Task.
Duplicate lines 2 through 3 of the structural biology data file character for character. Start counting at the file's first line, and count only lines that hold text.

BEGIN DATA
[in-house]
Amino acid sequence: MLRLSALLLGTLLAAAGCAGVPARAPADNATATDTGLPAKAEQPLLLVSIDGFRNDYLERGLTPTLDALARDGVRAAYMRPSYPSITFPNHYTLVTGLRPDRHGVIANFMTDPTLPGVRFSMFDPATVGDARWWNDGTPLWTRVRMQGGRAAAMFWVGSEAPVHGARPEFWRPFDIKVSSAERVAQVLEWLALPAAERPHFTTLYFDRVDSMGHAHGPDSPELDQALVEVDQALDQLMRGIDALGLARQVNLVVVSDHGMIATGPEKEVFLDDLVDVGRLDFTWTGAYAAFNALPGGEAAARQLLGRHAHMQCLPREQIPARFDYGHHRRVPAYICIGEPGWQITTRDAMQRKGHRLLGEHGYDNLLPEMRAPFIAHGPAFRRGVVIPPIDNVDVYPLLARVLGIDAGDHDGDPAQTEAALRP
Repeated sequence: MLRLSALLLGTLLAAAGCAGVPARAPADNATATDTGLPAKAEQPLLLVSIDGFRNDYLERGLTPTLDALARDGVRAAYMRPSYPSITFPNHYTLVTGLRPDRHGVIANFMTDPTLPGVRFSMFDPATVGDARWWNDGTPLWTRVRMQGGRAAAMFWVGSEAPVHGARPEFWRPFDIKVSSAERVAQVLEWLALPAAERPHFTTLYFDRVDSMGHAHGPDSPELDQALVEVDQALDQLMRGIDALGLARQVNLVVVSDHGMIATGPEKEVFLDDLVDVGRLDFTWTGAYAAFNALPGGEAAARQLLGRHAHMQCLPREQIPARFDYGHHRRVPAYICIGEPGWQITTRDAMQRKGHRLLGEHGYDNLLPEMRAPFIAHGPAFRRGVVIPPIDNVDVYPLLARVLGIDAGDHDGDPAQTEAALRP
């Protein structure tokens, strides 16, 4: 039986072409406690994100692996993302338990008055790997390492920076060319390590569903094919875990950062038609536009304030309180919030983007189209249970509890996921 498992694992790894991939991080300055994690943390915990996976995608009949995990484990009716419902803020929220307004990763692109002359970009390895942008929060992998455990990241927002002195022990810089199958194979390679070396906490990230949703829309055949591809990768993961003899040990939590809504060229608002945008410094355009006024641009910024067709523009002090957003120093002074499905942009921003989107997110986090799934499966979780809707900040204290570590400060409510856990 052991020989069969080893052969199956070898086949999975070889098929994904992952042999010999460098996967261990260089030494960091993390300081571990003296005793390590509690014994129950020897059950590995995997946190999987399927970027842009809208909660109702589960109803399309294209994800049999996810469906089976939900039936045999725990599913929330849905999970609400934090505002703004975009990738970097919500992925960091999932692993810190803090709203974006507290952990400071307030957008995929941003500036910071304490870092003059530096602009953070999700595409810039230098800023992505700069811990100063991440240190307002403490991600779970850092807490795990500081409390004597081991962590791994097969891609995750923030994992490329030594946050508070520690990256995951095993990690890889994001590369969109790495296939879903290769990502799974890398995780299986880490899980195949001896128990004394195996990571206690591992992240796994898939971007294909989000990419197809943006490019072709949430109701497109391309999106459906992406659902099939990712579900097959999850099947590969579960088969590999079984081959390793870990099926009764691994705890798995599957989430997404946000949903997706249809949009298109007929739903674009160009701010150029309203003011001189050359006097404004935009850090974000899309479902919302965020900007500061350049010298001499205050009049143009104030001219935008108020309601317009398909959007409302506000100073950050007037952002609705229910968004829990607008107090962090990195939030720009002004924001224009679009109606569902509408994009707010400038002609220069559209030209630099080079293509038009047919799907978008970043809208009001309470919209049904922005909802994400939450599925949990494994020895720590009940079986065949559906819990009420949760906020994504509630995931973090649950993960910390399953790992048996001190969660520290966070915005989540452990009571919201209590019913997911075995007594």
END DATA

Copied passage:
Amino acid sequence: MLRLSALLLGTLLAAAGCAGVPARAPADNATATDTGLPAKAEQPLLLVSIDGFRNDYLERGLTPTLDALARDGVRAAYMRPSYPSITFPNHYTLVTGLRPDRHGVIANFMTDPTLPGVRFSMFDPATVGDARWWNDGTPLWTRVRMQGGRAAAMFWVGSEAPVHGARPEFWRPFDIKVSSAERVAQVLEWLALPAAERPHFTTLYFDRVDSMGHAHGPDSPELDQALVEVDQALDQLMRGIDALGLARQVNLVVVSDHGMIATGPEKEVFLDDLVDVGRLDFTWTGAYAAFNALPGGEAAARQLLGRHAHMQCLPREQIPARFDYGHHRRVPAYICIGEPGWQITTRDAMQRKGHRLLGEHGYDNLLPEMRAPFIAHGPAFRRGVVIPPIDNVDVYPLLARVLGIDAGDHDGDPAQTEAALRP
Repeated sequence: MLRLSALLLGTLLAAAGCAGVPARAPADNATATDTGLPAKAEQPLLLVSIDGFRNDYLERGLTPTLDALARDGVRAAYMRPSYPSITFPNHYTLVTGLRPDRHGVIANFMTDPTLPGVRFSMFDPATVGDARWWNDGTPLWTRVRMQGGRAAAMFWVGSEAPVHGARPEFWRPFDIKVSSAERVAQVLEWLALPAAERPHFTTLYFDRVDSMGHAHGPDSPELDQALVEVDQALDQLMRGIDALGLARQVNLVVVSDHGMIATGPEKEVFLDDLVDVGRLDFTWTGAYAAFNALPGGEAAARQLLGRHAHMQCLPREQIPARFDYGHHRRVPAYICIGEPGWQITTRDAMQRKGHRLLGEHGYDNLLPEMRAPFIAHGPAFRRGVVIPPIDNVDVYPLLARVLGIDAGDHDGDPAQTEAALRP